Holes have been hard to come by for the talented C.J. Spiller.
Count me as one of those fantasy nerds who cackled as C.J. Spiller fell to the back end of the first round in a few of my August fantasy drafts.
"No way he replicates last year's results with a bigger workload," says one friend in the Yahoo! smack-talk tab. "Especially in a new offense," he adds.
The notion that a 26-year-old speed back with little wear on his tires could not improve upon his stellar 2012 season was laughable. Spiller was fully healthy after rushing for 1,244 yards at six yards a clip last year, a season not without complaints about how then-coach Chan Gailey kept the former Clemson back on the sideline inside the red zone.
Who is more at fault for Spiller's ineffectiveness?
Add in the fact that new offensive coordinator Nate Hackett promised fans before the season that the Bills would be "running Spiller until he throws up," there was little reason not to think that the former Clemson back could build upon last season.
While 2013 has not been a disastrous season by expectations applied to most NFL running backs, Spiller's 507 yards on 123 carries is a far cry from the astronomical numbers expected from him in his fourth season. To put things in perspective in terms of comparing last year to this year, Spiller would have to average 8.8 yards per carry over his next 84 carries to match his exact totals from a season ago.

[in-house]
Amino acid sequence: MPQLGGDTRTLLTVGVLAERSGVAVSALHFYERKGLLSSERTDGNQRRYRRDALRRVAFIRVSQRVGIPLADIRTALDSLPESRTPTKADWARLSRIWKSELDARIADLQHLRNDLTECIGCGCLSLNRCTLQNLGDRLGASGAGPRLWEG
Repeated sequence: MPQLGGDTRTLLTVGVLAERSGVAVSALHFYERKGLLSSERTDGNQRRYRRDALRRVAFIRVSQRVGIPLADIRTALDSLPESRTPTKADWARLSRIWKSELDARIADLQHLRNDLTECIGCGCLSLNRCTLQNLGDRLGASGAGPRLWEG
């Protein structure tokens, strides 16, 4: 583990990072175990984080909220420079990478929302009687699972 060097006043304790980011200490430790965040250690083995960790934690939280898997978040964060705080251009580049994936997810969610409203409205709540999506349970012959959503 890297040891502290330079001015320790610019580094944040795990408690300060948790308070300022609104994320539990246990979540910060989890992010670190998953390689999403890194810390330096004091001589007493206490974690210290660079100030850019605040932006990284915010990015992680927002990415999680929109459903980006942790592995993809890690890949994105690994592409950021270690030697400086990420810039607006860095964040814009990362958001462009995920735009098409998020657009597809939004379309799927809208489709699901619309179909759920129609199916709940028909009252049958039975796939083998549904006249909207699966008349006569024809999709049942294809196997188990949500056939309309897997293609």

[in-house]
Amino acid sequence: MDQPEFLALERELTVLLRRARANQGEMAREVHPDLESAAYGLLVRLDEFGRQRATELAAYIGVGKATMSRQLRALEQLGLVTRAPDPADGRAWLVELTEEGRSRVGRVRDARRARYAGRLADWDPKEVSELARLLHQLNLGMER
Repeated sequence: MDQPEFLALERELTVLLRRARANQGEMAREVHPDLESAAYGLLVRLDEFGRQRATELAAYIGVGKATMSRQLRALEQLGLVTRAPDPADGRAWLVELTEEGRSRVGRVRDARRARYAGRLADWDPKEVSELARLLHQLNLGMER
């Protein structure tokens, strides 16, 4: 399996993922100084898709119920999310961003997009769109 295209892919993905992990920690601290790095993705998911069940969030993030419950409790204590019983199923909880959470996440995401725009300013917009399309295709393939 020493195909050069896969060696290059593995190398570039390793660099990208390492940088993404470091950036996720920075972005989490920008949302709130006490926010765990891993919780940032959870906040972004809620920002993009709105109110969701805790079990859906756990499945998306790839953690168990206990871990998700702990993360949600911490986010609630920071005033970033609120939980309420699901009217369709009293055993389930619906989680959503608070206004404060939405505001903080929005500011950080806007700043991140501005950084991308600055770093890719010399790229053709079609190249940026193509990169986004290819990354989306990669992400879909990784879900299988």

The way things have been going for him, he would be lucky to finish the season on his current pace of 810 yards rushing on 195 carries. Those who questioned whether Spiller could sustain his play with a workload approaching 300 carries will have to wait at least another year for an answer—unless the Bills' coaching staff suddenly and irresponsibly decides to start giving him 30 touches a game.
So why exactly is a back who almost set the NFL's single-season per-carry-average record putting up very pedestrian numbers?
The issues for Spiller are two-fold. First and foremost is how he is misused in the Buffalo offense. Second is the lack of consistent blocking in the run game despite the Bills' offensive line being one of the healthiest units in the league.
Misuse and Blocking Frustrations
For all of Gailey's faults, the former Bills head coach was really good at one thing—getting his best offensive weapon in space.
Doug Marrone realized early on that if his team was going to have success in his rookie season, he would have to rely on his two-headed attack at running back. Fred Jackson and Spiller complement each other well as an inside-outside attack, but finding a balance between the two is not an easy task. Marrone was repeatedly asked during training camp how he would split the carries between the two, but a clear answer was never given.